121. ibid.

122. See Articles 2(4) and 14 of the Protocol.

123. Article 32 of the Protocol.

124. Article 25 of the Protocol.

125. ibid.

126. See Articles 32 and 34 of the Protocol and Article 27 of the Convention.

127. Article 27 of the Convention.

128. Article 33 of the Protocol.

129. Article 34 of the Protocol.

130. Hereinafter referred to as SPS.

131. Hereinafter referred to as TBT.

132. Hereinafter referred to as TRIPs.

133. See WTO Press Pack, World Trade Organization 3rd Ministerial Conference, Seattle, issued 28 Nov. 1999 at p.20.

134. See Canada Proposals for the Establishment of a Working Party on Biotechnology in WTO (WT/GCAV/359 (12 Oc. 1999)); and Japan, Proposal of Japan on Genetically Modified Organisms (GMOs) (WT/GC/W/365 (12 Oct. 1999)).

135. Canada, ibid.

136. Op. cit. SPS Agreement Annex A.

137. ibid., and Quintillan, S. P., “Free Trade, Public Health Protection and Consumer Information in the European and WTO ContextJ.W.T. 33(6) (1999) at p.171.Google Scholar

138. Article 5 of the Protocol.

139. ibid. EC Measures Concerning Meat and Meat Products (Hormones) WTO AB-1997–4.

140. See Annex B of the SPS Agreement.

141. See Annex A of the SPS Agreement.

142. ibid., Annex A.

143. ibid., Article 5(7) and EC Measures Concerning Meat and Meat Products (Hormones) WTO AB-1997–4.

144. See the preamble to the Protocol and its Articles 10(6) and 11(8).

145. ibid., Article 1.5.

146. ibid., Article 2(2).

147. Article 1.3 of the Agreement on Technical Barriers to Trade.

148. Annex 1 of the Agreement.

149. See WTO G/TBT/Notif.99.330

150. G/TBT/Notif.97.704.

151. See for example McGovern, E.International Trade Regulation, Globefield Press at p.7.21–2.Google Scholar

152. See for example Article 2 of the TBT Agreement.

153. Op. tit. S. P. Quintillan at p.190.

154. See Article 2 and Annex I Agreement on Agriculture. See also for example E. McGovern op. cit. at p.14.11–2.

155. Article 14 of the Agreement on Agriculture.

156. Annex 5; Section A(l)(d) of the Agreement on Agriculture.

157. See Article XI(2) c(1) of GATT 1994. Not agricultural products within the meaning of the Agreement on Agriculture. See E. McGovern op. cit. at p.14.33.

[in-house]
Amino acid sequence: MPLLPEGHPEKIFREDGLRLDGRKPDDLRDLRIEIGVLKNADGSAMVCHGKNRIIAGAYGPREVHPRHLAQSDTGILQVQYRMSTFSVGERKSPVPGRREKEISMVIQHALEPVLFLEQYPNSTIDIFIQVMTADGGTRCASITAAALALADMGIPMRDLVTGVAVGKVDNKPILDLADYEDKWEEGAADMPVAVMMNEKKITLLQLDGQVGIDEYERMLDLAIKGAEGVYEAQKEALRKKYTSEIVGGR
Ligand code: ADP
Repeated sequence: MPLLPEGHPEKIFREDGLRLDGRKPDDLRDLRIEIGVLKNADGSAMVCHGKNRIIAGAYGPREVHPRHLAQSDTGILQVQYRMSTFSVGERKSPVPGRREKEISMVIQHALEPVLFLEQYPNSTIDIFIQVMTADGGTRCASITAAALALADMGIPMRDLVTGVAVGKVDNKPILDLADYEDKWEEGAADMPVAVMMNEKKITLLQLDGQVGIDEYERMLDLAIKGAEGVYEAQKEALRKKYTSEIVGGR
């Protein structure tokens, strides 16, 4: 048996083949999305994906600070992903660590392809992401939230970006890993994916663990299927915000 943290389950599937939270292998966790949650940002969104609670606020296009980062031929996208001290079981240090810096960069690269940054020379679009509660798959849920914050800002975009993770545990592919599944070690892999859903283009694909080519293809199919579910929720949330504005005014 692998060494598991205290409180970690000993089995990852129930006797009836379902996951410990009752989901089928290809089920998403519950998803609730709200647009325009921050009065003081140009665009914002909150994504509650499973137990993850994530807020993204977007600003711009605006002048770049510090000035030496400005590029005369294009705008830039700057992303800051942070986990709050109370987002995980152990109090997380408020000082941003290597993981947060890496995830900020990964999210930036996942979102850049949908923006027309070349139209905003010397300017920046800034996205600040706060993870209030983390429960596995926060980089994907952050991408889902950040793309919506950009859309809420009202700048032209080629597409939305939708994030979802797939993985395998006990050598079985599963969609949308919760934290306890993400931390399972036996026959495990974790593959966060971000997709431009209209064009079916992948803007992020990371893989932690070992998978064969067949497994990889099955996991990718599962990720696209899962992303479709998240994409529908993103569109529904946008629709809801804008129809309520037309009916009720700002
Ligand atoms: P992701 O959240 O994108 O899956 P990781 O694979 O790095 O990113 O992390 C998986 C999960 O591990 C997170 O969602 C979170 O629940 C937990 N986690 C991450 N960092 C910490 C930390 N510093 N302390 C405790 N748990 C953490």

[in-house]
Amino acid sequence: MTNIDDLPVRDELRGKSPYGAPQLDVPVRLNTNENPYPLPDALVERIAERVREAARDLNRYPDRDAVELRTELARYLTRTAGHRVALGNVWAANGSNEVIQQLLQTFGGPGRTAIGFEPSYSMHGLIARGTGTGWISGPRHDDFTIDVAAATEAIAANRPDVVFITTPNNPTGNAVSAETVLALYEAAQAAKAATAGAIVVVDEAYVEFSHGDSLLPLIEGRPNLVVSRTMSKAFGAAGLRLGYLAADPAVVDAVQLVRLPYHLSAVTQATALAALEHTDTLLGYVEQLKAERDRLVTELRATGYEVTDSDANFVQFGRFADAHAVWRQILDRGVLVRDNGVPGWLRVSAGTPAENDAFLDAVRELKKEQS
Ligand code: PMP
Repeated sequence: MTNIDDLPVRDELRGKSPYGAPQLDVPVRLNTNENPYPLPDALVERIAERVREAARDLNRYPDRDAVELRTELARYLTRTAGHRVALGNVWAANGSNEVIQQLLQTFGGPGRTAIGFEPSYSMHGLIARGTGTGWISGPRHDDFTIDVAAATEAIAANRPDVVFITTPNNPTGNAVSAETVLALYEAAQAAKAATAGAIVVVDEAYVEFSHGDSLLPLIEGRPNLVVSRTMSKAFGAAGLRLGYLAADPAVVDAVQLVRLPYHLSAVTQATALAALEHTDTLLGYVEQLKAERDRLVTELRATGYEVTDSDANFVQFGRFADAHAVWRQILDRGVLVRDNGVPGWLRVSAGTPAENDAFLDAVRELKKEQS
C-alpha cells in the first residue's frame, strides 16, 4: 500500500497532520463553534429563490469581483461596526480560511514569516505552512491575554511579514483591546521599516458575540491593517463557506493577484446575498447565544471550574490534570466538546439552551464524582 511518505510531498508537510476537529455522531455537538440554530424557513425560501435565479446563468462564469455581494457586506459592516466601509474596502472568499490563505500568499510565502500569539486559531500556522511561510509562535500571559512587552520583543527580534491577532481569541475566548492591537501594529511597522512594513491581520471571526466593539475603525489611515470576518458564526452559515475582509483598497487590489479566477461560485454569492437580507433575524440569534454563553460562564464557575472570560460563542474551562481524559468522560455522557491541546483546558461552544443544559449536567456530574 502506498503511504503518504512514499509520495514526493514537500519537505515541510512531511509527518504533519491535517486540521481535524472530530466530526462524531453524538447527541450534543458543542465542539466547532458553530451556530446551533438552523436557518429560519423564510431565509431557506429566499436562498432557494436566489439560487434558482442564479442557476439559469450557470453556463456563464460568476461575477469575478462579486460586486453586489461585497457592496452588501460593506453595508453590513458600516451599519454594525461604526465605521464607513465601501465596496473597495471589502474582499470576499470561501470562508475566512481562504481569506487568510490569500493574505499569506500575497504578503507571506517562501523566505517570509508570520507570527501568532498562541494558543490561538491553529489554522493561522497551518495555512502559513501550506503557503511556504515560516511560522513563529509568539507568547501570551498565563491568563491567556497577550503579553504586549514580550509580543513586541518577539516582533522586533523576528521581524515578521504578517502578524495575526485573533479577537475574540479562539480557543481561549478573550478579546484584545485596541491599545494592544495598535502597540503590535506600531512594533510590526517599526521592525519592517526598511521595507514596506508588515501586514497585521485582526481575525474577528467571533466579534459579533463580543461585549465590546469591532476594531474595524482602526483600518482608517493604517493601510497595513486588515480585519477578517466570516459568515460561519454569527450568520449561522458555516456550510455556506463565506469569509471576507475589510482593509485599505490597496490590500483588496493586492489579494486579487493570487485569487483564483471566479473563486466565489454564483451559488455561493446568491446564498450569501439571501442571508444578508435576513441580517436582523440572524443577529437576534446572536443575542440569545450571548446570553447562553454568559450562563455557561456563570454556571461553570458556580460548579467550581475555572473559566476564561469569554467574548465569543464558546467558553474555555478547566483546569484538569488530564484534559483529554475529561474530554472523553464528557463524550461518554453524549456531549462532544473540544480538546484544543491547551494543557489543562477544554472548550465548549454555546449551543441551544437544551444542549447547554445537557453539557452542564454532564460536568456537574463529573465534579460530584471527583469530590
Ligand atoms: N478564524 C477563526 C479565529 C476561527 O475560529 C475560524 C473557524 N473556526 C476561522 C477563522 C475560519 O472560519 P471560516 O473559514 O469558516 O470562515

158. Article Xl(2)(c).

159. See E. McGovern op. cit. at p.14.31.

160. See Article 13 and Annex 2 of the Agreement on Agriculture.

161. Article 27 of TRIPs.

162. See Article 5 of the Protocol.

163. Article 8(1) of TRIPs.

164. Article 8(2) of TRIPs.

165. Article 27(2) of TRIPs.

166. Article 27(3) of TRIPs.

167. See 1999 OECD Report mentioned in OECD Policy Brief op. cit. at p.3.

168. See Gervais, D., The TRIPs Agreement, Sweet & Maxwell (1998) at p.151.Google Scholar

169. See for example McGovern op. cit. at p.21.22–14.

170. See for example K. Bosselmann op. cit. at p.125.

171. Ibid.

172. Article 27 3 (b) of TRIPs.

173. See for example Acharya, R., “Patenting of biotechnology” (1991) 6 J.W.T. 71Google Scholar; and Miller, Marian A. L., The Third World in Global Environmental Politics, Open University Press (1995) especially ch.6.Google Scholar

174. ibid., at p.82

175. ibid., at p.81.

176. See WTO Press Pack, op. cit. supra n. 133 at p.27.

177. ibid. Article 1 of the Convention.

178. ibid. Article 15 of the Convention.

179. ibid. Article 15(5) of the Convention.

180. See for example Article 28(3) of the Protocol.

181. See for example the repetitions in Articles 10(6), 11(8), 15(1) and Annex II.

182. Ankle 14(1) of the Protocol.

183. See WTO, Trade and Environment in the WTO at www/wto/org/environ

184. ibid.

185. See for example Hudec, R. in Bhagwati, J. N. & Hudec, R. E. (eds) Fair Trade and Harmonisation (1996) at p.121.Google Scholar

186. See Article 30(3) of the Vienna Convention on the Law of Treaties 1969.

187. ibid.

188. See Article 31(3)(c) of the Vienna Convention on the Law of Treaties 1969. See also, for example, the United States—Import Prohibition of Certain Shrimp and Shrimp Products: Report of the WTO Appellate Body, WT/DS58/AB/R.